Ensuring proper connectivity

Roopinder Singh

Broadband connections in India are often not fast enough, and one of the most frequent complaints by consumers is that the Internet connectivity is not as quick as promised by the Internet Service Provider (ISP).
Millions of Internet users in India will be thankful to the Telecom Regulatory Authority of India (TRAI) which has given guidelines to ensure that ISPs and telecom operators will provide the minimum required broadband speed to their customers.

In its guidelines, TRAI said: “There have been complaints from the subscribers regarding inadequate broadband speed being provided by the ISPs. Most of the complaints allege that the available broadband speed is lower than the subscribed speed.”

Your Internet connection is like a pipe, fatter the pipe, faster the information will flow. Till now you had not way of finding out how many taps (other users) were there on your pipe, but now this is changing.

For the first time, TRAI has fixed a minimum bandwidth ‘contention ratio’ which tells you, the user, how many people you are sharing the allocated bandwidth with. As most readers will know, bandwidth is the amount of data (like e-mails, web pages or picture files) that can be transferred over a particular Internet connection in a specified period of time (e.g. 1 megabyte per second).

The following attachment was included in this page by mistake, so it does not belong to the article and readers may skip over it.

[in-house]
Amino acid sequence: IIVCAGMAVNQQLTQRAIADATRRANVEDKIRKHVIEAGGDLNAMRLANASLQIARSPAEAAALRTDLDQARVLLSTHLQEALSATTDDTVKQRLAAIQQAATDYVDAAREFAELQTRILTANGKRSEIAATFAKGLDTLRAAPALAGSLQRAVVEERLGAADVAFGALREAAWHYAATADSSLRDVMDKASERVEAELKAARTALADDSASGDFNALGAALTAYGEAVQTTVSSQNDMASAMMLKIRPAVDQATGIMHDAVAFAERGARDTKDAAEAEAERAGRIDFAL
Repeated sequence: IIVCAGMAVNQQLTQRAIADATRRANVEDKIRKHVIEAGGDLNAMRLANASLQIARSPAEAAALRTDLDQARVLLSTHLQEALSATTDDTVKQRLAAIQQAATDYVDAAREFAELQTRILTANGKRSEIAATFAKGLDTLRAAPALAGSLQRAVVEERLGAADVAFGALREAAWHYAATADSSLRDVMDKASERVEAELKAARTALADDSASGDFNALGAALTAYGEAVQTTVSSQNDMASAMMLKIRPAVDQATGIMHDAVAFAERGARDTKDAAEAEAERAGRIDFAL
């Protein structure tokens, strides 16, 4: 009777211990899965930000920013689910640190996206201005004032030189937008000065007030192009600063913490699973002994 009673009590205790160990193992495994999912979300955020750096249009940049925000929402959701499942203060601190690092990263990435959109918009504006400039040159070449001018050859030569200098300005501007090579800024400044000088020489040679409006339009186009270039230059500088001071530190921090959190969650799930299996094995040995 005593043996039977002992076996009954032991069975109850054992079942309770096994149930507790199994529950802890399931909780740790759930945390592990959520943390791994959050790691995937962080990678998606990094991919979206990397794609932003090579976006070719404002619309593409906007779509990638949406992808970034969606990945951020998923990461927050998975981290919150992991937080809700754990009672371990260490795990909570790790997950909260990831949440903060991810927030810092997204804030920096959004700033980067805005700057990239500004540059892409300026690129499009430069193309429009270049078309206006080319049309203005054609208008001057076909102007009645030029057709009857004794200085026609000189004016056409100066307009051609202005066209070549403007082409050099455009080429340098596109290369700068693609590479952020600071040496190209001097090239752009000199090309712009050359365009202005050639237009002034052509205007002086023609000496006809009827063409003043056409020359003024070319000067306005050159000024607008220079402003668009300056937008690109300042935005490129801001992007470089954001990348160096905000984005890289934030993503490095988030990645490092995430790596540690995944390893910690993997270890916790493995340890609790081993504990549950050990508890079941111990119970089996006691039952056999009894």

Practically all, other than very expensive and exclusive connections, are shared by those who are geographically in a particular location and your connection’s speed will depend on how many people in your neighbourhood are online. The less people online, the faster your access to the Internet.

Internationally, the broadband contention ratio is 1:50 for home connections, which means that when you are online, 49 other people can also be using the service at the same time. The number of Internet subscribers in India is pegged at 12.24 million (end of September 2008) and broadband subscribers number 5.28 million (end of November 2008).

Since there was no fixed norm prior to the TRAI guideline, operators were giving service at a contention ratio of 1:80 to 1:100. TRAI has fixed the contention ratio for home at 1:50 and for business at 1:30. Businesses pay more for the privilege.

The new policy has given rise to fears that broadband tariffs may increase, since operators will have to buy more bandwidth to maintain the norms. However, this line of thinking might just turn out to be a fallacious and competitive spirits among various players, plus a nudge from the regulator, would ensure you do not have to pay more for efficient service.

Of course, contention ratio is only a part of the solution, and as TRAI itself realises, there are number of factors that impact broadband speed. They include length and quality of the local loop (also called last mile), “bandwidth availability at ISP’s gateway, congestion in the global internet, problems with subscriber’s equipment … .” However, fixing the contention ratio will, no doubt, go a long way in making the ISPs more responsible and the consumers more aware of their rights.

This article was published in The Tribune on March 6, 2009